I get bored easily. I got bored in the time it took to type that last sentence. If you are not going to be entertaining, can you at least please be quick about it?

I have an uncanny ability to understand things, especially things which you are telling me very slowly, which you may have told me before, or read in the paper this morning, the same paper that I read. Also very simple things, I find easy to understand. When I interrupt your story to say “yeah, I get it,” that means you need to stop talking. I am not reassuring you with a verbal tick, I am telling you to shut up.

I do not like drama. If you are upset or have any other emotions to share, can you please dispose of them before you come and talk to me.

If you CC: me on an email, I will probably not read it. I have enough “just FYI” emails to last me the rest of my life, if you are CC:’ing me, then I assume you are indifferent about my involvement. If you ever catch me listening in on your phone conversations, that may indicate I have changed my views, and now I want to see copies of emails that you are sending to other people. Don’t hold your breath.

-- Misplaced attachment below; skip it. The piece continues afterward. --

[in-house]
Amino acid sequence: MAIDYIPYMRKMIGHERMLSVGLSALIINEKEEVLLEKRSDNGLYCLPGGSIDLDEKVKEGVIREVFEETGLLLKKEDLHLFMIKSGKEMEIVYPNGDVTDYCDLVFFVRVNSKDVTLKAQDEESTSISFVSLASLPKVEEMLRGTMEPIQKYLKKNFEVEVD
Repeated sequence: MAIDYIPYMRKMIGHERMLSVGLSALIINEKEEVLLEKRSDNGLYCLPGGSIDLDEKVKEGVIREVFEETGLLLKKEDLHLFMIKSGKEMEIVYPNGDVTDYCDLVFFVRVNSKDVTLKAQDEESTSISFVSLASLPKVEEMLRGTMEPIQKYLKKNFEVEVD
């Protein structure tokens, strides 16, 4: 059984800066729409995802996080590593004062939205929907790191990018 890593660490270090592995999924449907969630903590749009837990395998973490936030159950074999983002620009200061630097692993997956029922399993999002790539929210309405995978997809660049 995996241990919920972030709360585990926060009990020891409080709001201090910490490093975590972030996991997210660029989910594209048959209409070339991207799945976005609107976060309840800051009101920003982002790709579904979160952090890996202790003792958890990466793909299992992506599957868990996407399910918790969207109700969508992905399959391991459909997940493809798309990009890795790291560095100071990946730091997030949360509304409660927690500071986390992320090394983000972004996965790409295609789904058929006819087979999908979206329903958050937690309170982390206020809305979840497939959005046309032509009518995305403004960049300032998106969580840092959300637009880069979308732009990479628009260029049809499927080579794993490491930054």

I don’t care where you bought your shoes or your tie.

I have an in-built filing and retrieval system. It is efficient and quiet, and filters out obsolete and irrelevant data. I also have terrible handwriting, which I struggle to make sense of. There is no point in me writing down what you say. It does not mean I don’t care or am not interested – those clues are more subtle and you will need to work harder to uncover them.

Do not attempt to use PowerPoint on me. I am immune to its effects. Your ideas have been polluted, your message lost and enfeebled in the process of putting it into a ‘slide deck’ format. Your presentation is lifeless and it attempts to numb my brain, but I have learned the way to see through it all through my +3 visor. I am not reading your slides and watching your enhanced smart-art magic tricks, I am listening to what you are saying. And what you are saying has gaping holes in it, and every slide deck on the planet would not produce enough landfill to fill those holes. Why have you done this to yourself. I will not be an accomplice to your bamboozlement.

Might need to change a couple of words before I start handing it out at work, but quite enjoyed writing that. Why not have a go at one of your own, give me some suggestions for what would be a good line on it.

6 responses to “Teach people how to treat you

  1. S August 19, 2011 at 7:49 pm